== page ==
December 23 to 31.THE RESULTS of the late battle are exhibited everywhere about here in thousands of cases, (hundreds die every day,) in the camp, brigade, and division hospitals. These are merely tents, and sometimes very poor ones, the wounded lying on the ground, lucky if their blankets are spread on layers of pine or hemlock twigs, or small leaves. No cots; seldom even a mattress. It is pretty cold. The ground is frozen hard, and there is occasional snow. I go around from one case to another. I do not see that I do much good to these wounded and dying; but I cannot leave them. Once in a while some youngster holds on to me convulsively, and I do what I can for him; at any rate, stop with him and sit near him for hours, if he wishes it.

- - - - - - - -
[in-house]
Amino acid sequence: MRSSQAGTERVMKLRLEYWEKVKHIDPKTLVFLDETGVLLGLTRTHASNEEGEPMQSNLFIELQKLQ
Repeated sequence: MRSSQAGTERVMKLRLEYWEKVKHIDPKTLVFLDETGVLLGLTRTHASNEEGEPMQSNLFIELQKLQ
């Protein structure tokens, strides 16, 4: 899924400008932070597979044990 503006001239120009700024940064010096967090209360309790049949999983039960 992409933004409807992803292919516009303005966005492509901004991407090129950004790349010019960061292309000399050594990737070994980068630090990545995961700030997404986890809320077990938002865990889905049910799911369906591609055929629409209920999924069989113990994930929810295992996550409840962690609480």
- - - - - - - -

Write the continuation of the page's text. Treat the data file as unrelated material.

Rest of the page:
Besides the hospitals, I also go occasionally on long tours through the camps, talking with the men, &c. Sometimes at night among the groups around the fires, in their shebang enclosures of bushes. These are curious shows, full of characters and groups. I soon get acquainted anywhere in camp, with officers or men, and am always well used. Sometimes I go down on picket with the regiments I know best. As to rations, the army here at present seems to be tolerably well supplied, and the men have enough, such as it is, mainly salt pork and hard tack. Most of the regiments lodge in the flimsy little shelter-tents. A few have built themselves huts of logs and mud, with fire-places.